Sign Placement and Design for Maximum Visibility:

  1. Height and Position: If surrounded by tall buildings or trees, consider placing the sign at a higher elevation, either as a flag sign projecting from the building or on a tall pole, ensuring it's visible from a distance.
  2. Lighting: Illuminate the sign, especially in the evenings. Neon lights, backlighting, or spotlights can make it pop, drawing attention even in a crowded setting.
  3. Clear Messaging: The sign should clearly display the restaurant's name and, if space allows, a brief tagline or specialty (e.g., "Best Wood-Fired Pizzas in Town").

Other Actions to Capture Attention:

  1. Live Demonstrations: If feasible, have live cooking demonstrations or a display of fresh ingredients, visible through the glass. For instance, a sushi place might have chefs rolling sushi where passersby can see.
  2. Music and Ambiance: Soft, inviting music playing outside or live performances on certain days can attract attention.
  3. Samples and Flyers: Occasionally offer free samples of signature dishes or drinks to passersby. On quiet days, stand infront of your restaurant and offer free samples, provide flyers or discount coupons to encourage passers-by to visit.

Cropped image of male restauranteur

6. Evaluate the Pros and Cons of Premium Location Costs

A premium location comes with a higher cost, but you may feel placing your restaurant in an area with heavy foot and car traffic is worth the investment. You might come across a location with lower rental costs in an area with lighter traffic, but your restaurant may not attract as much business in such a setting.

Of course, you also need to ensure your business is in a safe neighborhood and near your customer base. Take the time to determine your goals, budget, and customer base, and decide if you want a premium location by weighing the pros and cons around those factors.

7. Examine Space Turnover Patterns

It is important to analyze the space turnover before committing to an area for your establishment's location. One example is checking to see if other restaurants have opened and closed within several months. If this is the case, you should avoid this space because there is a reason behind a quick closure.

Websites like Yelp, Yellow Pages, or Manta provide information about local businesses, including user reviews and sometimes the year the business was established. The Local Chamber of Commerce often has records or at least anecdotal knowledge of businesses in the area, including how long they've been operating.

Absolutely. Individual data points can often be misleading, and it's crucial to understand the broader context. Here's a more refined perspective:

Analyzing space turnover patterns is essential, but it's equally important to approach this data critically and holistically. One or two isolated incidents of businesses closing shortly after opening do not necessarily condemn a location.

Many factors, such as management issues, financial challenges, or even a lack of market research, could lead to a business's premature closure. It's only when there's a consistent pattern of multiple businesses failing in rapid succession at the same location that one should become cautious.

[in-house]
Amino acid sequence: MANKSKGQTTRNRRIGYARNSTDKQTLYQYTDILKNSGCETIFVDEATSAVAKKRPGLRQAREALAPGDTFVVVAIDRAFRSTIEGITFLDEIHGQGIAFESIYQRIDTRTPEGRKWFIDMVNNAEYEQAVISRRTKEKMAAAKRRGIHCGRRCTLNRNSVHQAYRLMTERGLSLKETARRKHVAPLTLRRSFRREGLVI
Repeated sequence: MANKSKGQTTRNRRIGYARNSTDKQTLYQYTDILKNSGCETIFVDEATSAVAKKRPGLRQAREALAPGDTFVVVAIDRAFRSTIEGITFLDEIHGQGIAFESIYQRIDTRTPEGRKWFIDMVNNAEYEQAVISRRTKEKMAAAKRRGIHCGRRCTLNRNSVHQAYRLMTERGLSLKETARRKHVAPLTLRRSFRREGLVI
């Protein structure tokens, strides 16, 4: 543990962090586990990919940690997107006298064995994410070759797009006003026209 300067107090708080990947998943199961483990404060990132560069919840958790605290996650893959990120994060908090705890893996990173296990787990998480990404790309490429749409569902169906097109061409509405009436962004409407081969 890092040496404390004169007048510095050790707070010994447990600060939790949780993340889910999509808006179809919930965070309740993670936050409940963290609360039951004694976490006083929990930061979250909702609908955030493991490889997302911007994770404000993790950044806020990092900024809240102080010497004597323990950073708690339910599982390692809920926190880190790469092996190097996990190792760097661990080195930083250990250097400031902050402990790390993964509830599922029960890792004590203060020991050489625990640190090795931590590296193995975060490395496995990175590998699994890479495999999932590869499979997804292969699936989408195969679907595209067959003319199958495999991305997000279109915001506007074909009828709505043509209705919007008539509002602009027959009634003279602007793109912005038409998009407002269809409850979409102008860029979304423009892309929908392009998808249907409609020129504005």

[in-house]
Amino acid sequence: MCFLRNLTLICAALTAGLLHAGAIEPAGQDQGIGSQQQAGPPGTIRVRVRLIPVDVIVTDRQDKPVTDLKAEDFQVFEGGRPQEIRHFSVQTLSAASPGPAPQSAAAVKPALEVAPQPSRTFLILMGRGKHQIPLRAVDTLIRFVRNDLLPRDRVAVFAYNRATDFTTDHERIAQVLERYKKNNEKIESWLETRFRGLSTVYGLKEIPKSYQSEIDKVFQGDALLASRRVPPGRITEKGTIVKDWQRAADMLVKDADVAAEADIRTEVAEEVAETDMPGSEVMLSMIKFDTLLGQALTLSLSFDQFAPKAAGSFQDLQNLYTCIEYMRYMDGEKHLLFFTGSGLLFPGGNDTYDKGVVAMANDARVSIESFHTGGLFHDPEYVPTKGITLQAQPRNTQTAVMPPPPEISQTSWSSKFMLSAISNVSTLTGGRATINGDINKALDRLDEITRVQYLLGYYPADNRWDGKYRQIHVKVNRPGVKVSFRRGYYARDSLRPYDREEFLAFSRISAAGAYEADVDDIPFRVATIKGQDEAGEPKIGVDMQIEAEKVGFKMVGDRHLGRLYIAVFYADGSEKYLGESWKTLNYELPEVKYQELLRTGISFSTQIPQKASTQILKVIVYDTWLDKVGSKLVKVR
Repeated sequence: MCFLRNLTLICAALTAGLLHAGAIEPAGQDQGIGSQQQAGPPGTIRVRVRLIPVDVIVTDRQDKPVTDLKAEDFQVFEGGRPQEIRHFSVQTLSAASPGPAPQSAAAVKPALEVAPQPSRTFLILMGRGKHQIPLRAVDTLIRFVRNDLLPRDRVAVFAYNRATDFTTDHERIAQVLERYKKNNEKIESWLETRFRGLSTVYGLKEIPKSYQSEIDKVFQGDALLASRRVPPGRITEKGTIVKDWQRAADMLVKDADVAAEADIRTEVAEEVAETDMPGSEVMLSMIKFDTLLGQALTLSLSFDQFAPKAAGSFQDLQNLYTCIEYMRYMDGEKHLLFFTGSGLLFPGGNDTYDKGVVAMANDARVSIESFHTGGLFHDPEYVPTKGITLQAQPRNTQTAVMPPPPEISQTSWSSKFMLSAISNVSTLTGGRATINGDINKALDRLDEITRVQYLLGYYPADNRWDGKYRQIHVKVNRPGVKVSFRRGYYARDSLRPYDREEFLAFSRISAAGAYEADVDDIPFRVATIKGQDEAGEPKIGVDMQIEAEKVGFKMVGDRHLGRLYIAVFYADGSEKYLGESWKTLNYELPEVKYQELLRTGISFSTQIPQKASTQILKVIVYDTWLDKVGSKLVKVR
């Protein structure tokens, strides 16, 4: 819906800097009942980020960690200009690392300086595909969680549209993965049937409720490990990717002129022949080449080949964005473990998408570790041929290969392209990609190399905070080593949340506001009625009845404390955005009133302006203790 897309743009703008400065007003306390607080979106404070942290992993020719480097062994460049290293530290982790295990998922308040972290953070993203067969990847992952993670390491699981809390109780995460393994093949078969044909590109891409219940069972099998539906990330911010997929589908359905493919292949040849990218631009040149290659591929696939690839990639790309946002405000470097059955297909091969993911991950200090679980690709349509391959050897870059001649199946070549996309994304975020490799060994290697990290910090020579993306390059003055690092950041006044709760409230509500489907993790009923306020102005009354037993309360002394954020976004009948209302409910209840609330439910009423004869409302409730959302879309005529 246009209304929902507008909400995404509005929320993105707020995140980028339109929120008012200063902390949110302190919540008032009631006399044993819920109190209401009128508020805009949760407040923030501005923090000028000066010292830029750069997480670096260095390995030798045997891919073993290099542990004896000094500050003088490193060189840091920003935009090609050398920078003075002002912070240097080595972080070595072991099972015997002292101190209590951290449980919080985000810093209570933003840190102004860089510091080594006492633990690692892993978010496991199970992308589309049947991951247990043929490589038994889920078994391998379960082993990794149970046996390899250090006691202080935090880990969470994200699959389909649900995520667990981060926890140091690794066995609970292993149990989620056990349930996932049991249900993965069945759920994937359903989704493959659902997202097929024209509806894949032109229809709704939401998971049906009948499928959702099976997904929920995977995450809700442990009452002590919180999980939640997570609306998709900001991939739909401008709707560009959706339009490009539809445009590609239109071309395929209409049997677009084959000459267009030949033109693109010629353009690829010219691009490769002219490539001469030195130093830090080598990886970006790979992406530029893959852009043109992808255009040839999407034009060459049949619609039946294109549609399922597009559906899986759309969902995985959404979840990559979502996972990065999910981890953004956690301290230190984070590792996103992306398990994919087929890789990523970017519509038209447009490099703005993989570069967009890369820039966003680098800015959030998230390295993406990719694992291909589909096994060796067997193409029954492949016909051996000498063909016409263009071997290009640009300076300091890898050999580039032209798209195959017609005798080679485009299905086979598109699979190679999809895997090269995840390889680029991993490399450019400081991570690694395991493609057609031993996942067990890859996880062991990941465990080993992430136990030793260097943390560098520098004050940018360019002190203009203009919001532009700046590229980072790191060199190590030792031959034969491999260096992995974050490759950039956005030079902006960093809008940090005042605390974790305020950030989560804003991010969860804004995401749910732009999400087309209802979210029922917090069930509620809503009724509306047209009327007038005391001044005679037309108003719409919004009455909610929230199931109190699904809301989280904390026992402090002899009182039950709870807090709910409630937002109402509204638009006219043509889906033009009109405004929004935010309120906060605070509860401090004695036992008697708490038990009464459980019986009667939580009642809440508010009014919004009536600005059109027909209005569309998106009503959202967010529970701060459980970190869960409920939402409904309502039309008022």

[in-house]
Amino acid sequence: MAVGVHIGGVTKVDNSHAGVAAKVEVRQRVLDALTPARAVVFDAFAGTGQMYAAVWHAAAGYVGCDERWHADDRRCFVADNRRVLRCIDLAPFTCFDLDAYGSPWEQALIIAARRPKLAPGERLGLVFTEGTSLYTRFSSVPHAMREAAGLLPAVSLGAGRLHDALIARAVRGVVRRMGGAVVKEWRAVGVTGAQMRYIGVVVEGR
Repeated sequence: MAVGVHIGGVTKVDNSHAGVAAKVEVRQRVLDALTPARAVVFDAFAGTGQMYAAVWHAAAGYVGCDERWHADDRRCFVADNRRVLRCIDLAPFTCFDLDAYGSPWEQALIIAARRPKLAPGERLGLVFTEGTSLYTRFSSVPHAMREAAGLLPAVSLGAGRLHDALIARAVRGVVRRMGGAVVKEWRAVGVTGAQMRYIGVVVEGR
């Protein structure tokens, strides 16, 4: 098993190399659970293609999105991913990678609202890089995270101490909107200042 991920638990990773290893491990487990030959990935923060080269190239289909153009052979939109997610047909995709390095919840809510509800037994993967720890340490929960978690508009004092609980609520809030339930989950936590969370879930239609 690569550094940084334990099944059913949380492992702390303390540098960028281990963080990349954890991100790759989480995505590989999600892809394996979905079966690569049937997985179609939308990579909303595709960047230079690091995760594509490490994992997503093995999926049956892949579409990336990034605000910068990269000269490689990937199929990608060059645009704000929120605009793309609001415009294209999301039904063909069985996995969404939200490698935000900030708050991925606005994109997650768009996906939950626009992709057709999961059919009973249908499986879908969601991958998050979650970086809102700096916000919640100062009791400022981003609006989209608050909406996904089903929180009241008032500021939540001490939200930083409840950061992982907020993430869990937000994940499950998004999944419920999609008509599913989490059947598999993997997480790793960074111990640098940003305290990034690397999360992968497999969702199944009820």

This repetitive trend might suggest inherent issues with the location, be it poor visibility, inadequate access, or other external factors that deter consistent patronage. So, while turnover data is valuable, it's vital to interpret it in context and not make decisions based on isolated incidents.

8. Minimize Competition

The competition surrounding your restaurant can make a big impact on your establishment's success. There is nothing wrong with healthy competition, but direct competition with popular chains is a bad idea unless you are sure you can perform well against them.

Unless you can offer something that is certain to make customers choose your restaurant over these chains, your business may fail before it gets off the ground.

You can choose a location near other local establishments, but you need to work hard to ensure your menu stands out and appeals to customers. That said, you can also benefit from the same foot traffic of your target customers if they also frequent your competitors. For example, if you set up your pizza takeaway in the same area as a burger bar, taco counter or other kebab hut, you'll get the attention of the same customers who would visit your competitors.

9. Look Out for Complementary Businesses Nearby

Opening your restaurant near complementary businesses is a win-win situation because everyone has the opportunity to increase their customer base, especially when you can reach your target customers.

If your restaurant focuses on a healthy menu such as smoothies and salads, consider placing it next to a yoga studio for hungry customers who do not want to ruin their diet. A pizza shop can be placed next to an arcade or video game store, while a coffee, donut, or sandwich shop is ideal for office buildings because they appeal to busy workers.

If you are planning to launch a food truck, consider a spot near a local park to attract hungry visitors.

10. Explore Collective Venue Options

The concept of exploring collective venue options when selecting a location for a new restaurant revolves around leveraging shared spaces and resources to maximize visibility, reduce costs, and potentially increase revenue. Here's a breakdown of its relevance:

  1. Budget-Friendly: Renting or buying space for a standalone restaurant can be expensive. Collective venues like food courts or food truck parks typically offer more affordable rental rates, making it easier for new restaurateurs to enter the market without a significant initial investment.